Post 5: CPR on TV versus CPR in Real Life - Three Ways They Differ
Updated: Dec 12, 2021
"I want to keep living and working, so always resuscitate me."
Resuscitation is a tricky, tricky word.
Many healthcare providers use the word "resuscitate" to mean revitalizing a person from a critically ill or very sick state to an alert or vigorous state.
"She collapsed from dehydration, and we resuscitated her with 2 liters of normal saline." (Normal saline is essentially intravenous, or IV, fluids.)
In many cases, resuscitation has a positive connotation. If I had a medical emergency, I would want to be "resuscitated!" I would want to be "revived" back to an alert and vigorous state!
Though the dictionary meaning of resuscitation remains the same when a person goes into cardiac arrest - which means the person's heart has stopped pumping blood and the person no longer has a pulse, and technically the person has died - the essence of resuscitation changes when we talk about resuscitating a person whose heart has stopped functioning.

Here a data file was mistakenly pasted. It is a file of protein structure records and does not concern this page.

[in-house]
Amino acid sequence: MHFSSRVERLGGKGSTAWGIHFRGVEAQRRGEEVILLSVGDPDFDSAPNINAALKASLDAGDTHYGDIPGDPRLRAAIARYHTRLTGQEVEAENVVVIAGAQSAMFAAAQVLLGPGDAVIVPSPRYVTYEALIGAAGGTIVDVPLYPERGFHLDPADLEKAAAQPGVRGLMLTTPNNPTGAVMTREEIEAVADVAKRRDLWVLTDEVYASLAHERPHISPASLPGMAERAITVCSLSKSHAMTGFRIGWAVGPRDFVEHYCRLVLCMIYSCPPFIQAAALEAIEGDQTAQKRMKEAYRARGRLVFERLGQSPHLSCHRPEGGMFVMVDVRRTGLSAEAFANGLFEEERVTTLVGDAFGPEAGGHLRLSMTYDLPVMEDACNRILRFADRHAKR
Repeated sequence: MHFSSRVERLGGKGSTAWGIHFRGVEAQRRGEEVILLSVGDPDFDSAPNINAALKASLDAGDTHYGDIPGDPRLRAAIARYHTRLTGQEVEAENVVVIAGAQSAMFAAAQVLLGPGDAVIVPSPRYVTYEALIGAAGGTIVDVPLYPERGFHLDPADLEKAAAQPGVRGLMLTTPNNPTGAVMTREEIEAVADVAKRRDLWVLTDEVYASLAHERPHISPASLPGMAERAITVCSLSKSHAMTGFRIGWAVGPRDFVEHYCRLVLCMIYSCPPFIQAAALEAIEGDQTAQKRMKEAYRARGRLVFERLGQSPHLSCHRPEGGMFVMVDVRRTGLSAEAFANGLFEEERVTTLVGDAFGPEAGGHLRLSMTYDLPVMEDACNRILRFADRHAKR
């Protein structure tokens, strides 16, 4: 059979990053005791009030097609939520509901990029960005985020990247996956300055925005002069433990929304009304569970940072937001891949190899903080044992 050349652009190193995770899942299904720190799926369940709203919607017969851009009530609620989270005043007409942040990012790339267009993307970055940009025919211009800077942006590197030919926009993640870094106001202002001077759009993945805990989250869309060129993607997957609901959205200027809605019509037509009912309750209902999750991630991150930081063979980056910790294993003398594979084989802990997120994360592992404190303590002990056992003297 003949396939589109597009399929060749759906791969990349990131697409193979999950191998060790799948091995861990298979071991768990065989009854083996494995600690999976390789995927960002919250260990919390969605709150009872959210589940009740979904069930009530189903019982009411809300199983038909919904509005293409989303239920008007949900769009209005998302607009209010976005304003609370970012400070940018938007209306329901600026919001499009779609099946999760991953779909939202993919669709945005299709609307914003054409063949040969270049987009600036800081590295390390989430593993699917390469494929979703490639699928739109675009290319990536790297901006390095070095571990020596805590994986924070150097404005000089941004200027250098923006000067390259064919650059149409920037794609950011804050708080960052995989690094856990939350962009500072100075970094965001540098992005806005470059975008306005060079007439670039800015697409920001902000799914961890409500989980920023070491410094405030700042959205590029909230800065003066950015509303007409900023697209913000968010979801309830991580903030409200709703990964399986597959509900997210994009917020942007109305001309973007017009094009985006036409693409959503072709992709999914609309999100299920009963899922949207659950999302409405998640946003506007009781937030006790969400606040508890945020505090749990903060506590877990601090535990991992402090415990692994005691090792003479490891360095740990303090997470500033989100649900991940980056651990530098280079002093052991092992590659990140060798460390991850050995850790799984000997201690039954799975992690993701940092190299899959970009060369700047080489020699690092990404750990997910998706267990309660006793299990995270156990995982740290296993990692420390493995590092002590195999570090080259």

When a healthcare provider asks a person, "What are your resuscitation wishes?" they are asking about their thoughts on undergoing CPR (cardiopulmonary resuscitation). When healthcare teams talk among themselves about a person's "code status," they are talking about the person's wishes regarding CPR.
"Full Code" means the person would want CPR attempts if their heart were to stop working. "DNR" means "Do Not Attempt Resuscitation," which is the same as "AND" or "Allow Natural Death."
This is where many people become confused about the word "resuscitate" in DNR.
Most people say, "I want to be resuscitated! I want medical care! I don't want the doctors to ignore me and let me lie there if I get sick," when actually "DNR" only refers to resuscitation attempts AFTER a person has gone into cardiac arrest, that is only AFTER their heart has stopped working to pump blood throughout the body.
For the rest of this post, I am only referring to "resuscitation" AFTER the heart has stopped beating and pumping blood.
"I want the shocks, but I don't want the compressions."
"I want the compressions, but I don't want the breathing tube."
Most people, including myself before I entered medical school a couple decades ago, get their information about the resuscitation process from movies and television (TV) (read Post 51: Three Ways to Perpetuate CPR Myths). The problem occurs when a person makes life altering medical decisions based on the big discrepancies between resuscitation on TV and resuscitation in real life.
1. On TV, a person who goes into cardiac arrest receives one or two shocks, and suddenly the EKG (or heart rhythm monitor) shows a regular pattern and all bystanders breathe a sigh of relief.